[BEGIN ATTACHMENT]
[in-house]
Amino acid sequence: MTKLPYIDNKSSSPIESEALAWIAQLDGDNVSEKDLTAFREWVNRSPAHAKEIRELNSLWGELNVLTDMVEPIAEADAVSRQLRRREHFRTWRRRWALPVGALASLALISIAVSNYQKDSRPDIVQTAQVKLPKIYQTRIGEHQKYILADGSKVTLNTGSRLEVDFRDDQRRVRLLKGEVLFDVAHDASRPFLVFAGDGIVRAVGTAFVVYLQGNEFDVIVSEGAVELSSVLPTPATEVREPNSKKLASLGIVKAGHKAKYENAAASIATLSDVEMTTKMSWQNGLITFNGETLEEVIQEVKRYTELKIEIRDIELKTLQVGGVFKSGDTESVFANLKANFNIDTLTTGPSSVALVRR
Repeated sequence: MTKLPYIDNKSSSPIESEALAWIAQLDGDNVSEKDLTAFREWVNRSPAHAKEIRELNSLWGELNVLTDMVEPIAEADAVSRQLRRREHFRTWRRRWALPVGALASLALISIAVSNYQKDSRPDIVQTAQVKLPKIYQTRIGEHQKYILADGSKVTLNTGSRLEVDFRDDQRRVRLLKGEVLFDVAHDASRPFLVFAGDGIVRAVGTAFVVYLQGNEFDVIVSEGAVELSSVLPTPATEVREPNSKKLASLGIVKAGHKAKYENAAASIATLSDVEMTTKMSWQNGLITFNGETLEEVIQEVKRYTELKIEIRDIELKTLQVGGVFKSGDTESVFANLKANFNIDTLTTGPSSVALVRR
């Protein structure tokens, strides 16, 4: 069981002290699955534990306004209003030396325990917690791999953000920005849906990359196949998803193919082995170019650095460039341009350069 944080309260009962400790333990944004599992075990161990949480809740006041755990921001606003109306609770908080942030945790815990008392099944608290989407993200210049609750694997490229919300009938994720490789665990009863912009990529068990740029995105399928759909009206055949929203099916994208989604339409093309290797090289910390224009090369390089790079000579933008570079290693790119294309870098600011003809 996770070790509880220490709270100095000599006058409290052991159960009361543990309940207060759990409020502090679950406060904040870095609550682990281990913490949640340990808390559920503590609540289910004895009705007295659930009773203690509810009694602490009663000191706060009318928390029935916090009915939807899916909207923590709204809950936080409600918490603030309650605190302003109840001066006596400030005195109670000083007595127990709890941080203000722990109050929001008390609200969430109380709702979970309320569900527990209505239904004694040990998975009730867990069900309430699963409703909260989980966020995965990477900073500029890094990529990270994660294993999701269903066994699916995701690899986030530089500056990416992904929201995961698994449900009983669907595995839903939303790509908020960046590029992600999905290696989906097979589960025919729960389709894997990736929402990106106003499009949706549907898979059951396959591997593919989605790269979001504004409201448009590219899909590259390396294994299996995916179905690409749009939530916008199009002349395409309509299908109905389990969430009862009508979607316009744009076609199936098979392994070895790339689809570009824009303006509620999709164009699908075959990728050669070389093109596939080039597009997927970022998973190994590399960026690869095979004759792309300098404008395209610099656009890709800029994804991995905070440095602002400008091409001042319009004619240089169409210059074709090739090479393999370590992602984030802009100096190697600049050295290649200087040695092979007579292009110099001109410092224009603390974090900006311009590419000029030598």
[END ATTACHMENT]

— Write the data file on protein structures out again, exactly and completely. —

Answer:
[in-house]
Amino acid sequence: MTKLPYIDNKSSSPIESEALAWIAQLDGDNVSEKDLTAFREWVNRSPAHAKEIRELNSLWGELNVLTDMVEPIAEADAVSRQLRRREHFRTWRRRWALPVGALASLALISIAVSNYQKDSRPDIVQTAQVKLPKIYQTRIGEHQKYILADGSKVTLNTGSRLEVDFRDDQRRVRLLKGEVLFDVAHDASRPFLVFAGDGIVRAVGTAFVVYLQGNEFDVIVSEGAVELSSVLPTPATEVREPNSKKLASLGIVKAGHKAKYENAAASIATLSDVEMTTKMSWQNGLITFNGETLEEVIQEVKRYTELKIEIRDIELKTLQVGGVFKSGDTESVFANLKANFNIDTLTTGPSSVALVRR
Repeated sequence: MTKLPYIDNKSSSPIESEALAWIAQLDGDNVSEKDLTAFREWVNRSPAHAKEIRELNSLWGELNVLTDMVEPIAEADAVSRQLRRREHFRTWRRRWALPVGALASLALISIAVSNYQKDSRPDIVQTAQVKLPKIYQTRIGEHQKYILADGSKVTLNTGSRLEVDFRDDQRRVRLLKGEVLFDVAHDASRPFLVFAGDGIVRAVGTAFVVYLQGNEFDVIVSEGAVELSSVLPTPATEVREPNSKKLASLGIVKAGHKAKYENAAASIATLSDVEMTTKMSWQNGLITFNGETLEEVIQEVKRYTELKIEIRDIELKTLQVGGVFKSGDTESVFANLKANFNIDTLTTGPSSVALVRR
């Protein structure tokens, strides 16, 4: 069981002290699955534990306004209003030396325990917690791999953000920005849906990359196949998803193919082995170019650095460039341009350069 944080309260009962400790333990944004599992075990161990949480809740006041755990921001606003109306609770908080942030945790815990008392099944608290989407993200210049609750694997490229919300009938994720490789665990009863912009990529068990740029995105399928759909009206055949929203099916994208989604339409093309290797090289910390224009090369390089790079000579933008570079290693790119294309870098600011003809 996770070790509880220490709270100095000599006058409290052991159960009361543990309940207060759990409020502090679950406060904040870095609550682990281990913490949640340990808390559920503590609540289910004895009705007295659930009773203690509810009694602490009663000191706060009318928390029935916090009915939807899916909207923590709204809950936080409600918490603030309650605190302003109840001066006596400030005195109670000083007595127990709890941080203000722990109050929001008390609200969430109380709702979970309320569900527990209505239904004694040990998975009730867990069900309430699963409703909260989980966020995965990477900073500029890094990529990270994660294993999701269903066994699916995701690899986030530089500056990416992904929201995961698994449900009983669907595995839903939303790509908020960046590029992600999905290696989906097979589960025919729960389709894997990736929402990106106003499009949706549907898979059951396959591997593919989605790269979001504004409201448009590219899909590259390396294994299996995916179905690409749009939530916008199009002349395409309509299908109905389990969430009862009508979607316009744009076609199936098979392994070895790339689809570009824009303006509620999709164009699908075959990728050669070389093109596939080039597009997927970022998973190994590399960026690869095979004759792309300098404008395209610099656009890709800029994804991995905070440095602002400008091409001042319009004619240089169409210059074709090739090479393999370590992602984030802009100096190697600049050295290649200087040695092979007579292009110099001109410092224009603390974090900006311009590419000029030598």